To remove the wine stain, dissolve it with cool water. Lubricate the stain with detergent solution or wet spotter to penetrate and loosen the stain (see Lubricants below); sponge or tamp. Flush with cool water. Repeat until stain is removed or there is no further improvement.
If traces of stain remain, work full-strength liquid detergent into the stain. Wash using hottest water safe for the fabric and the recommended amount of detergent. Make sure the stain is removed before drying, putting a stained fabric in the dryer will set the stain. If the stain persists, re-launder using recommended amounts of detergent and bleach appropriate for the fabric (see Bleaches below).
Red Wine Stain Removal on Silk, Wool and other Hair Fibers
Continuing with the analogy above, acid dyes bond very easily with silk, wool and other animal fibers like angora and cashmere.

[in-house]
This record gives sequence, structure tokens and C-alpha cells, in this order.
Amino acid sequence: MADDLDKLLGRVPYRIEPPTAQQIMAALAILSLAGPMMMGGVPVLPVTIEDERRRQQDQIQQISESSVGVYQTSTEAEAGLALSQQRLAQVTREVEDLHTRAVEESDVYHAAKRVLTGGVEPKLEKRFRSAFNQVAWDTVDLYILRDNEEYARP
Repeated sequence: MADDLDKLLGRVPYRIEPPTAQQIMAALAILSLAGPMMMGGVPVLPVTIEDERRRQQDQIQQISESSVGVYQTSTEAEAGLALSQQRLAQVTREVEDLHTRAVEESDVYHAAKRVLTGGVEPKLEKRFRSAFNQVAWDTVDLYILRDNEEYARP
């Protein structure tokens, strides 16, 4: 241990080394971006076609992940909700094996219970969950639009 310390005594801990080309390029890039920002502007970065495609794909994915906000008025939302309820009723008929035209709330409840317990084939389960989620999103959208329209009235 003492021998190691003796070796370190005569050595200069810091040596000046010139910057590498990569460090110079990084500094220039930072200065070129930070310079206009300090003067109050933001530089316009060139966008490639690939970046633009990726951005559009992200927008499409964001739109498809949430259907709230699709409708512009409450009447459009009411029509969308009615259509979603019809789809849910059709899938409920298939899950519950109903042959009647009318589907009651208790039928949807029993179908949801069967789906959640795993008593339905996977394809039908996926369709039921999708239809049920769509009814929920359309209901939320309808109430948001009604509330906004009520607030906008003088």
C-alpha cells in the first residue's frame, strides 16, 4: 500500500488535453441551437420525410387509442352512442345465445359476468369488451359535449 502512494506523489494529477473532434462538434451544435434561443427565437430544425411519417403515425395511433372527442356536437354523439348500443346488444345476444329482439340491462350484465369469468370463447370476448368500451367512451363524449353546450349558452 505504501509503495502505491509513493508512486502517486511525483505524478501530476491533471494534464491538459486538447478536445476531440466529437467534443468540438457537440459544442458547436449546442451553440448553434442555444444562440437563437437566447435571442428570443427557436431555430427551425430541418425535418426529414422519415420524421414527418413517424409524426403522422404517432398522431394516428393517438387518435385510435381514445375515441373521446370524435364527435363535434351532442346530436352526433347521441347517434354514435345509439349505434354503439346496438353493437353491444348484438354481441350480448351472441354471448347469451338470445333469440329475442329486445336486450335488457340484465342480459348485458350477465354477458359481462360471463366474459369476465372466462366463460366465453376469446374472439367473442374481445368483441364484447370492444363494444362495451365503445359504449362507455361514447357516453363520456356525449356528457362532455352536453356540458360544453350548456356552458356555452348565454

Therefore, a tannin spotter may be required for stain removal on these fabrics.
After the wine stain is lubricated with the wet spotter, sponge or tamp. Flush with cool water. Repeat the application until the stain is completely removed. If the stain cannot be completely removed, apply a tannin spotter.
The tannin spotter is acidic, and re-activates the dried part of the stain, suspending it in order for it to be flushed out. A small amount of dilute dish-washing liquid can be alternated with applications of white vinegar, a mild acid. Here you’re using “like to dissolve like” and detergency to carry away the acidic foodstuff. Be sure to rinse well with water, and to blot and dry the area.